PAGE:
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Luchia Fitzgerald: A lifetime fighting for LGBT and women’s rights

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Luchia Fitzgerald

Luchia Fitzgerald: A lifetime fighting for LGBT and women’s rights

There are many stories of LGBT activists all over the world. One of the stories belongs to Irish-born Luchia Fitzgerald, who was part of Manchester’s gay liberation movement.

Together with her former partner, 69-year old Angela Cooper, the 72-year old Fitzgerald has spent her whole life fighting for the rights of LGBT and women– and still continues to do so today.

The couple’s story was made into a short film, Invisible Women, and shown at the New York Pride 2019.

The two were also featured on a BBC4 programme marking the 50th anniversary of the partial decriminalisation of homosexuality.

Luchia Fitzgerald: Escaping a harrowing childhood

Like Cooper, Fitzgerald was the daughter of a single mother in Catholic Magdalene homes, which were religious institutions where unmarried pregnant women were sent to live and work.

Fitzgerald said her childhood in Ireland was abusive both emotionally and physically. That’s why while she was living with her grandmother as a teen in 1961, she decided to run away to Manchester.

Speaking to the Manchester Evening News, she said her grandmother “found out I was a lesbian, basically, and she was threatening to put me into an asylum. She used to beat the daylights out of me.”

“A lot of young children did run away from home like myself. The attitude to the LGBT community was to put them into mad houses or lunatic asylums. Nobody would call them that now and rightly so,” she said.

Living in Manchester: Safe yet not safe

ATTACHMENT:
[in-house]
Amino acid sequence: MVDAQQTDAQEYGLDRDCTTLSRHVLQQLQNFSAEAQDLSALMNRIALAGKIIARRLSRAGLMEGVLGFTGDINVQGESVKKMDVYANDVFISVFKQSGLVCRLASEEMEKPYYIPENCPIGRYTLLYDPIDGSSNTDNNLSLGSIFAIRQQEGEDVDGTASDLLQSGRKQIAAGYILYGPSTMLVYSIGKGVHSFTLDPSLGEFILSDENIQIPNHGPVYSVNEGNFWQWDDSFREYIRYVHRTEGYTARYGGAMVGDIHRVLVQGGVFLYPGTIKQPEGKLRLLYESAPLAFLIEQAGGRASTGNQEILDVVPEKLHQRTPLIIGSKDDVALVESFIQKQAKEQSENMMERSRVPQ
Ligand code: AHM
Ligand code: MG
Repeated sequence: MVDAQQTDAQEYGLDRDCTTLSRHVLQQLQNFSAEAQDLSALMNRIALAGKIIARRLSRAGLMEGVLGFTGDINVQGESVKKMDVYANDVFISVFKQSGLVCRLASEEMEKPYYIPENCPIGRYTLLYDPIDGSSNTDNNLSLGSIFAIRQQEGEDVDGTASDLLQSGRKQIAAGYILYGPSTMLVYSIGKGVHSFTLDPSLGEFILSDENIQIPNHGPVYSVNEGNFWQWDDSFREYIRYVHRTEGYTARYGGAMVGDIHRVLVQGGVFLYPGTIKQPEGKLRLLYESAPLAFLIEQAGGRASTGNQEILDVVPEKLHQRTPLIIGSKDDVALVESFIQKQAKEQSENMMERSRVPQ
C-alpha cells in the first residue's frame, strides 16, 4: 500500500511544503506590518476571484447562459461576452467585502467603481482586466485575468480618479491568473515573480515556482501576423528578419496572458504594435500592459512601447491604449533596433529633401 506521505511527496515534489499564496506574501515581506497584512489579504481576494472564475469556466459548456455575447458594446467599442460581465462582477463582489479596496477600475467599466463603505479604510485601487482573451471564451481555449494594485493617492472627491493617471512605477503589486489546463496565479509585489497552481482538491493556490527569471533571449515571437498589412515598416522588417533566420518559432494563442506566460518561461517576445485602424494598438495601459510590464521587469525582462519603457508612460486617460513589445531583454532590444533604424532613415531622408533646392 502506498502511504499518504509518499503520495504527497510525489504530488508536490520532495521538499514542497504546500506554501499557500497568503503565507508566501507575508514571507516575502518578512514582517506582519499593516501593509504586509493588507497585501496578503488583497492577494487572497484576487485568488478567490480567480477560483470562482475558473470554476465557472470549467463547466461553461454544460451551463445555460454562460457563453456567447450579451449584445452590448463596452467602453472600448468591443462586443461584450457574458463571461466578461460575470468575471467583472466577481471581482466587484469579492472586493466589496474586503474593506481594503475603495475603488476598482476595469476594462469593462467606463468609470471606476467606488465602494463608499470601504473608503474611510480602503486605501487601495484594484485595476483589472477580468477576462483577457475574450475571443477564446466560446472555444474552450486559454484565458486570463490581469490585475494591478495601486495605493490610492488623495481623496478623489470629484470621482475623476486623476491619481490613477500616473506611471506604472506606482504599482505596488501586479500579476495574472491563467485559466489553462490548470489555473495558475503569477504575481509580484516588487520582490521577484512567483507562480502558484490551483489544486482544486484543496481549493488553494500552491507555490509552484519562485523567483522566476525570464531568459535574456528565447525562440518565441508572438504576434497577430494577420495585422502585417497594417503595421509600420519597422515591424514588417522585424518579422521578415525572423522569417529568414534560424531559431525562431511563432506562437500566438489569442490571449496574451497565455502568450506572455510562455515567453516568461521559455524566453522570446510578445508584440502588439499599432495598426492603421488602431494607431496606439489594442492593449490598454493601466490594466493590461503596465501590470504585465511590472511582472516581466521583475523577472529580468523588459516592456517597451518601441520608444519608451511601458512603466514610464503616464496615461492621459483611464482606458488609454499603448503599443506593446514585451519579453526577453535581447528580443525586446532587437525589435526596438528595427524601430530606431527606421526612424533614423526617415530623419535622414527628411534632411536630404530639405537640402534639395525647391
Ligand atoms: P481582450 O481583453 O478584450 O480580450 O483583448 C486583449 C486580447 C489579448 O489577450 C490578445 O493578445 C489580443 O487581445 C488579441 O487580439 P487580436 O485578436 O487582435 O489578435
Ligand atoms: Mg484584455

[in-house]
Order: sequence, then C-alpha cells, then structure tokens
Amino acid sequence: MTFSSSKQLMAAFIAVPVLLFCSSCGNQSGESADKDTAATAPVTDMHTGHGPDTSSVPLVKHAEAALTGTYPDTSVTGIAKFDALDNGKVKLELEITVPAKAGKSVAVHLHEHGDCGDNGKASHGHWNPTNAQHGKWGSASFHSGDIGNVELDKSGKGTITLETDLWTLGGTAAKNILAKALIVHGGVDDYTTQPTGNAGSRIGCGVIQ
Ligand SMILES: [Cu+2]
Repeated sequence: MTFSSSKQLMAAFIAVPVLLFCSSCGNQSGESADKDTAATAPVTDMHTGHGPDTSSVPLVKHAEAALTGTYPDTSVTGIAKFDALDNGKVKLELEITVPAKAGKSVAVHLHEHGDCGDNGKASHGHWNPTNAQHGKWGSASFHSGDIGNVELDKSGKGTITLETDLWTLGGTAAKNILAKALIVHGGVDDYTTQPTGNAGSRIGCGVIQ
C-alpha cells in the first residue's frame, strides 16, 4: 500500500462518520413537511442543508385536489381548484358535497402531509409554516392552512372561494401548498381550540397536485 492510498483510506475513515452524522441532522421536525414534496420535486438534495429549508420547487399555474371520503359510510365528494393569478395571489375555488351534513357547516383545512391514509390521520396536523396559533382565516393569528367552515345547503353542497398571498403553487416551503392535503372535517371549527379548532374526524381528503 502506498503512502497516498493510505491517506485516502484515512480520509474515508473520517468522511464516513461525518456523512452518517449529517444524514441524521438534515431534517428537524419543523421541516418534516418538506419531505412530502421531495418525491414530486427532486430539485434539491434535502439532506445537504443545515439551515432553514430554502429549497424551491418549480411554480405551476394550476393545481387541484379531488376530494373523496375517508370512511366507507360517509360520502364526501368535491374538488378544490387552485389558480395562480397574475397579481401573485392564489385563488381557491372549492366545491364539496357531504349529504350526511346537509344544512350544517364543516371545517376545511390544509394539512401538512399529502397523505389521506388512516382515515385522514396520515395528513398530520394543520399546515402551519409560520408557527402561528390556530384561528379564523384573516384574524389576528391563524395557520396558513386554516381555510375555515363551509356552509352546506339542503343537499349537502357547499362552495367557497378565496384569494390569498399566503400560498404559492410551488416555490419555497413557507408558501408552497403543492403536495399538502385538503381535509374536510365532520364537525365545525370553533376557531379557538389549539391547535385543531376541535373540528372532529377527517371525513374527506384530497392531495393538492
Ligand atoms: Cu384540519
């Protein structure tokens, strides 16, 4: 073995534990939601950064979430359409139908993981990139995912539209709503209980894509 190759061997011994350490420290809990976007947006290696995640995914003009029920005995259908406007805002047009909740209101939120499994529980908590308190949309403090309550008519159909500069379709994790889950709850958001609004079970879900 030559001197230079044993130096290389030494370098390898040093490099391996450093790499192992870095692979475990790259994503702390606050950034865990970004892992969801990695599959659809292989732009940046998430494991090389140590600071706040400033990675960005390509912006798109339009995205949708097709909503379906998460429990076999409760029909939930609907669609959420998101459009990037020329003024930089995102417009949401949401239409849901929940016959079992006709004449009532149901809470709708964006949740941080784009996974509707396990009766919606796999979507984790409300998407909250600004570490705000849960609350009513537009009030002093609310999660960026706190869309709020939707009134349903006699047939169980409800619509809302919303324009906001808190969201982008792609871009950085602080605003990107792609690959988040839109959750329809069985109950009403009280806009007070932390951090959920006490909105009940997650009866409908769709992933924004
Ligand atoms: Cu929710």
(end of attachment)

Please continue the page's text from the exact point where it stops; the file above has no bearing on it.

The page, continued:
While Manchester provided some sort of haven for Fitzgerald, it still wasn’t all that safe as homosexuality was still considered illegal.

Fitzgerald said the Gay Village was “a really run down part of town where various outsiders congregated.”

“It was a place you could go and be yourself. It was seedy, but it was our seedy place. It felt safe,” she added.

Because she lived on the streets for a while, she was picked up by the police, which led her being sent by a social worker to get a lobotomy as a “cure” for her being a lesbian.

“The psychiatrist explained what they were going to do and it was appalling. I was still a Catholic, and the questions were so bad and rude and dirty I started getting suspicious,” Fitzgerald said.

“I got up and pinned him to the big mahogany table and ran,” she said.

Luchia Fitzgerald and Angela Cooper in Manchester

After suffering from a breakdown, Luchia found refuge and a job at the New Union Hotel, where LGBT people could be free to be themselves. While there, the older lesbians came and took her under their wing and looked after her.

It was also in Manchester that Fitzgerald met Cooper in the Picador Club, one of the few gay bars in the area at the time.

Though this meeting ignited a romantic relationship, it also eventually led to a lifelong political partnership. They both moved into the Manchester’s Women Liberation Centre, which they spent the next five years.

The two eventually established the Manchester branch of the Gay Liberation Front and painted in yellow, “lesbians are everywhere,” on bridges in the city.

At the centre, they helped by offering services like pregnancy tests and helplines for women suffering from domestic violence or rape.

Through a donation, they set up the city’s first women’s refuge, which was also the second one in the country. This later became Women’s Aid.

Inspiring LGBT activism in the coming generations

Likewise, they organized a massive demonstration against Section 28 of the Local Government Act pushed by then-Prime Minister Margaret Thatcher in 1988, which banned the teaching of same-sex relationships.

The two also set up a radical printing press, Amazon Press Women’s Co-Op. They also played in a rock band, the Northern Women’s Liberation Band.

At the start of the documentary, Invisible Women, Fitgerald said: “How could you sit on your arse your whole life and not get on the streets and fight?”

Despite her age today, Fitzgerald is still fiercely political as ever, believing that being a gay liberation activist is a constant battle.

“We’re trying to pass on that mantle to the younger generation because as we all know, it’s getting more and more right-wing everywhere,” Fitzgerald said.

“I believe with every bone in my body that if there’s something that needs doing let’s get it done,. So I’m never done. No, the fight never stops. It really doesn’t. It never stops,” she added.

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